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Attorney General discusses proposed hospital merger

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Attourney General Patrick Morrisey discusses the merger between Cabell Huntington Hospital and St. Mary’s, April 7, 2016.

Attourney General Patrick Morrisey discusses the merger between Cabell Huntington Hospital and St. Mary’s, April 7, 2016.

Ryan Fischer

Ryan Fischer

Attourney General Patrick Morrisey discusses the merger between Cabell Huntington Hospital and St. Mary’s, April 7, 2016.

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Attorney General Patrick Morrisey gave an address on the proposed hospital merger Thursday afternoon in the County Commission Chambers.

The merger, which was announced in August 2014, would join Cabell Huntington Hospital and St. Mary’s Medical Center. The Federal Trade Commission issued an administrative complaint in November 2015 citing fear of a monopoly.

Morrisey discussed the recent passing of SB 597, which could allow the merger to proceed if the hospitals obtain a certificate of approval.

“Cabell Huntington submitted an application for a certificate of approval for a collaborative agreement with St. Mary’s and they submitted that to my office and the WV Healthcare Authority,” Morrisey said. “Now, the new law actually makes the agreement immune from federal and state anti-trust laws if the certificate of approval is granted.”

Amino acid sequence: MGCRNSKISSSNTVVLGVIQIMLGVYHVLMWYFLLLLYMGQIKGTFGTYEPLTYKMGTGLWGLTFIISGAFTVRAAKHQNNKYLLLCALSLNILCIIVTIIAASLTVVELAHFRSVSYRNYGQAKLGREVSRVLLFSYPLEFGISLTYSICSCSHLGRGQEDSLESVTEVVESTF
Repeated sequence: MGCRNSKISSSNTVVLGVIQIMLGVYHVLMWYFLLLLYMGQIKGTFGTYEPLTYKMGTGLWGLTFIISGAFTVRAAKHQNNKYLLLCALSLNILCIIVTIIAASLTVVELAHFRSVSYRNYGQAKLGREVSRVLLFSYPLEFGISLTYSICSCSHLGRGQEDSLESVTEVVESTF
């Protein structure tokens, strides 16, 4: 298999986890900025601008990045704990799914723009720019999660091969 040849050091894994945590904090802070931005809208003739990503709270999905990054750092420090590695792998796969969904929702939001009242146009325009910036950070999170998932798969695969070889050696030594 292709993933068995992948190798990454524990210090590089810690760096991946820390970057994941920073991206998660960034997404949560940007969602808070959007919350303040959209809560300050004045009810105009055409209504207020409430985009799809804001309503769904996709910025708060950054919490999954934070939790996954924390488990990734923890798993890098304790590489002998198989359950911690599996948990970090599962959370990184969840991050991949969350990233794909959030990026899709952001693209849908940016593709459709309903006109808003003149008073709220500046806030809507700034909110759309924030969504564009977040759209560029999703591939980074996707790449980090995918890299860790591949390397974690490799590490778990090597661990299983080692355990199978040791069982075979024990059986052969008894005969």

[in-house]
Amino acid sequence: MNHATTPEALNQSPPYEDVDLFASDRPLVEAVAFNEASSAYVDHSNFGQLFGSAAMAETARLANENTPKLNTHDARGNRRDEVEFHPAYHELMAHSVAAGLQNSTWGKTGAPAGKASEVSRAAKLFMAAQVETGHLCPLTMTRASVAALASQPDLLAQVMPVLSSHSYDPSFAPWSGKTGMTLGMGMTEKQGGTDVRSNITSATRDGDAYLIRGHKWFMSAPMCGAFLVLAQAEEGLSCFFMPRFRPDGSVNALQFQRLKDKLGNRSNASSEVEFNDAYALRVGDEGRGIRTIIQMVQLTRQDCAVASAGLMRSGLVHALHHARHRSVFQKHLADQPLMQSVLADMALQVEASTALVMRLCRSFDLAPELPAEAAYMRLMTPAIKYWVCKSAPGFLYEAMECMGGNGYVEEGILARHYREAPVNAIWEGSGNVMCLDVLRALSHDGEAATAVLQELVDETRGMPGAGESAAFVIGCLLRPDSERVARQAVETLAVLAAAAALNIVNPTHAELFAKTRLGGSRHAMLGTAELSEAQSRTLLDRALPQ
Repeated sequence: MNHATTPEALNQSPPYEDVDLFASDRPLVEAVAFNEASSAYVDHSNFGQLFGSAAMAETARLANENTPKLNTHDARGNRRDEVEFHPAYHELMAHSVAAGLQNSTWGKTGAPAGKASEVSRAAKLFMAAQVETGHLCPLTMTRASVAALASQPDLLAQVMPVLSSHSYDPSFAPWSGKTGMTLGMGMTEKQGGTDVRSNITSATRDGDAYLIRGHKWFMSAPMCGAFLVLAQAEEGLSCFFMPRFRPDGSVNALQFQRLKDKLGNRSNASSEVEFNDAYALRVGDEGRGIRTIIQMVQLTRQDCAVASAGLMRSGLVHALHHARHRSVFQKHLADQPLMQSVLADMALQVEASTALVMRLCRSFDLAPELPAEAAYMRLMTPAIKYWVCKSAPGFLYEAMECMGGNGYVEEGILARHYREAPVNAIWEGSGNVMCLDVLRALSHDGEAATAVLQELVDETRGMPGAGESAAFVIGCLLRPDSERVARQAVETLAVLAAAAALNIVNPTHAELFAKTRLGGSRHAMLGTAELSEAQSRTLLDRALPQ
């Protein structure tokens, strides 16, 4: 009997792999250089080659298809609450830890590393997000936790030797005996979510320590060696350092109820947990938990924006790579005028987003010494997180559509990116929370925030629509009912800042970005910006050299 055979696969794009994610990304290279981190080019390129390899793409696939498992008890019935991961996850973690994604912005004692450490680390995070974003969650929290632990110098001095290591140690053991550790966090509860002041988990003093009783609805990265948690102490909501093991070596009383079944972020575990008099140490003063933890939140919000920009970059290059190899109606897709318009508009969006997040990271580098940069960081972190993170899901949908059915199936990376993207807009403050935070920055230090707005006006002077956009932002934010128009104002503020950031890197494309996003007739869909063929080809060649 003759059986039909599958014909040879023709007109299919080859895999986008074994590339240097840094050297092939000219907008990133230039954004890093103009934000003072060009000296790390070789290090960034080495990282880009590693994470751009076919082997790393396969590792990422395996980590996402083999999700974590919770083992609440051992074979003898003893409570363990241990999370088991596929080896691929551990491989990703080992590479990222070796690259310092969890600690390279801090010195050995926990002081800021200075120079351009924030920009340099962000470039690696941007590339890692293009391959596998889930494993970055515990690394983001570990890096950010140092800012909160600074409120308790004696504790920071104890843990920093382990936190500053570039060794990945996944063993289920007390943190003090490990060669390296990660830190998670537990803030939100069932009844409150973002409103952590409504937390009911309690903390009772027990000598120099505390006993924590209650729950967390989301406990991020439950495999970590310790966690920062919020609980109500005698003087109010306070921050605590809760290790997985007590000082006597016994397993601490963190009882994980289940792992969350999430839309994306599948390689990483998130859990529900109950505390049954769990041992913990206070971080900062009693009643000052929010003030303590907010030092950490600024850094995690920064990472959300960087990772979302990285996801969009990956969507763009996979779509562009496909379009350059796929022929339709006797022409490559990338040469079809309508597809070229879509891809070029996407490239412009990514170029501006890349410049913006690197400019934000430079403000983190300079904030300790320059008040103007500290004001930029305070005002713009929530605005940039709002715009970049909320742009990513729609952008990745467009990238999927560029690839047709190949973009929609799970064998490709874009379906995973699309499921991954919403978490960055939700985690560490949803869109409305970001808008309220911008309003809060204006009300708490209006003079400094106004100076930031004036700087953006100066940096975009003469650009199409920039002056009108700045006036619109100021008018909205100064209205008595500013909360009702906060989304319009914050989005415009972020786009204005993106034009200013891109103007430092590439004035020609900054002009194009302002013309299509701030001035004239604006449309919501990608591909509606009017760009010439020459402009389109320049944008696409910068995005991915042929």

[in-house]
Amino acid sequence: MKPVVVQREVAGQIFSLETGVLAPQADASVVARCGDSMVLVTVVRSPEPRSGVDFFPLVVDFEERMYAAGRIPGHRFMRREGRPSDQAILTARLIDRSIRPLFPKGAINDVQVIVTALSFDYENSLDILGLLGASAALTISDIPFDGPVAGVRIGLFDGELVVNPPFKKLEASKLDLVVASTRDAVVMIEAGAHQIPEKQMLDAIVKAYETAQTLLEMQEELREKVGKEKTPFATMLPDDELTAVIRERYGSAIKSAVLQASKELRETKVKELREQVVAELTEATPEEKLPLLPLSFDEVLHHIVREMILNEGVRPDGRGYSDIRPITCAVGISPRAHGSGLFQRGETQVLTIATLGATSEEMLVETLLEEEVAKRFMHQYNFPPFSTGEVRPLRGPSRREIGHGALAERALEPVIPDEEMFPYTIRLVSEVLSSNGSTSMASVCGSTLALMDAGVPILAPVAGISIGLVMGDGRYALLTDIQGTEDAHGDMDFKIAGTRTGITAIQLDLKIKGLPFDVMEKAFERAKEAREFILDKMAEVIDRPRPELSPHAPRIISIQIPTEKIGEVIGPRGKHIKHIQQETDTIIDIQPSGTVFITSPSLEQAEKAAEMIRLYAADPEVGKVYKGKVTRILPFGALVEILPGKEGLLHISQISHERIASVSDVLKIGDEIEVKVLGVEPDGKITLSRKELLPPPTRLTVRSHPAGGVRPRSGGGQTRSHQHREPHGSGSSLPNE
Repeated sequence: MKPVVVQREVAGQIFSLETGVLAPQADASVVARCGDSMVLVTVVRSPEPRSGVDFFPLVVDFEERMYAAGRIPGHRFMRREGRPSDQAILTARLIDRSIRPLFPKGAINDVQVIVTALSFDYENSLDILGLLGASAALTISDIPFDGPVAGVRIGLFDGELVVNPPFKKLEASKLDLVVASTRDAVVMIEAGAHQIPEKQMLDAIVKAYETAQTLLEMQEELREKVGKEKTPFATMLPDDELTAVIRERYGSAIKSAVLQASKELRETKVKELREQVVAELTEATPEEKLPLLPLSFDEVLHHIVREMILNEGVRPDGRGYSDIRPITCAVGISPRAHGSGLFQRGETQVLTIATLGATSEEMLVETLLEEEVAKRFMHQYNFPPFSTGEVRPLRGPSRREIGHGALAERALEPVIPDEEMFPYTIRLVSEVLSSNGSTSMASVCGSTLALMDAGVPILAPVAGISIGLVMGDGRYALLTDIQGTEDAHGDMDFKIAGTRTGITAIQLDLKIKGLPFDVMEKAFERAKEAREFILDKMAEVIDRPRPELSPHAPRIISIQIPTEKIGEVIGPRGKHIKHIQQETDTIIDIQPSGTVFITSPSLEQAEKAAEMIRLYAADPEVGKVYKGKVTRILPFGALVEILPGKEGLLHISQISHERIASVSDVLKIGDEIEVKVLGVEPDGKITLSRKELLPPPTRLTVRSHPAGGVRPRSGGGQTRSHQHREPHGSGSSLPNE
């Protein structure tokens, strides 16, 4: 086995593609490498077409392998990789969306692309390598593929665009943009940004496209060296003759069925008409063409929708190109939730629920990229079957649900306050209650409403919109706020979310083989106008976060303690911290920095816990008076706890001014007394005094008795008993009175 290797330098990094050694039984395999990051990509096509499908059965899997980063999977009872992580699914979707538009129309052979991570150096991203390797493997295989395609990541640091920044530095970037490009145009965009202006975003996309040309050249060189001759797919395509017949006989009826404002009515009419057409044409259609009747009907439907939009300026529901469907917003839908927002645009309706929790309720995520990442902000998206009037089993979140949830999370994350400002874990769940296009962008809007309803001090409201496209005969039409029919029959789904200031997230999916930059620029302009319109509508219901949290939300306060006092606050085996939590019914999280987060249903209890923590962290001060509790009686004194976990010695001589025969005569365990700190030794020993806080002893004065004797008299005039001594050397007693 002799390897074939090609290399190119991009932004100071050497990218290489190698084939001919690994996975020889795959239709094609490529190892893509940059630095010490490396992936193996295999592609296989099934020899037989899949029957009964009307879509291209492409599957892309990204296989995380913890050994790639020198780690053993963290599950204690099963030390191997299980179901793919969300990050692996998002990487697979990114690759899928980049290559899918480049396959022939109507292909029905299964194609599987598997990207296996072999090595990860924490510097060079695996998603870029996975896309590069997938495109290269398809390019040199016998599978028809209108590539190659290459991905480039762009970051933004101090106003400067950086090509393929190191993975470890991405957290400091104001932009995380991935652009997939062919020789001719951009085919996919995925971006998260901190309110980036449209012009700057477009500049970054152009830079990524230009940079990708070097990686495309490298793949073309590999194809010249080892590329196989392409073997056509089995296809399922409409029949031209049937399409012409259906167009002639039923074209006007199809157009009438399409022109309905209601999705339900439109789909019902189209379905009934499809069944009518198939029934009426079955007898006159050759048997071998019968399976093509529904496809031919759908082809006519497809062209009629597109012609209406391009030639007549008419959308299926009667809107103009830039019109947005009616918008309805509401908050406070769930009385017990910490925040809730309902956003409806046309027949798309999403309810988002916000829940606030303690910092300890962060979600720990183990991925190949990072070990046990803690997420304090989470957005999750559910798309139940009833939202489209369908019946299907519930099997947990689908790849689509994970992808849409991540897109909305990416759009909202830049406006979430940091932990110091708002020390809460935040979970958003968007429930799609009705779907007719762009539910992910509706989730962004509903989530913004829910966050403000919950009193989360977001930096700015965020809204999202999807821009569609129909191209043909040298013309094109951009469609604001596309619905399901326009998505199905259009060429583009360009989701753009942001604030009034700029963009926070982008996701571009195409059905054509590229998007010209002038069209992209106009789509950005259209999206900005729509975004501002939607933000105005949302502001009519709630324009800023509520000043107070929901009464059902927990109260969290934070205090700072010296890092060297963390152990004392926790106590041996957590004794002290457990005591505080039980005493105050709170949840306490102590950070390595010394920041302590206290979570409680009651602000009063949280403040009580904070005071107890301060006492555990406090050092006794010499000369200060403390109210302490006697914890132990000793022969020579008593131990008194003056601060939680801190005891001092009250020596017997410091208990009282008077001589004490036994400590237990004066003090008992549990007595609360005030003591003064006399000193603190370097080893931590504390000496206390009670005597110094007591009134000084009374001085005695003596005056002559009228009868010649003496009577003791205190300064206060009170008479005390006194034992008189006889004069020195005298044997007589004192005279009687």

Morrisey said his office and the healthcare authority have 75 days to review the application and will be opening a comment period within a few days.

“That will provide for interested parties to submit comments,” Morrisey said. “This needs to be a transparent process.”

Morrisey said the FTC can still challenge the law and the underlying acquisition, but he thinks the efforts will fail.

“We believe the new law will provide our office with some additional tools to defend this merger,” Morrisey said.

Morrisey said his office originally had concerns about the merger before “assurances” were made.

“We worked closely with the hospitals who cooperated in that investigation,” Morrisey said. “And ultimately put together two assurances. In order to assure for appropriate pricing and relief for consumers and for the quality of healthcare services in Cabell County.”

Morrisey said he thought surrounding counties would be affected positively by the merger.

“We’ve seen some statistics where people go to CAMC, where they travel a long period of time,” Morrisey said. “I think if you have new, quality centers and a more powerful combination that’s going to be more attractive for people in the entire region.”

Clara Maynard can be contacted at [email protected]

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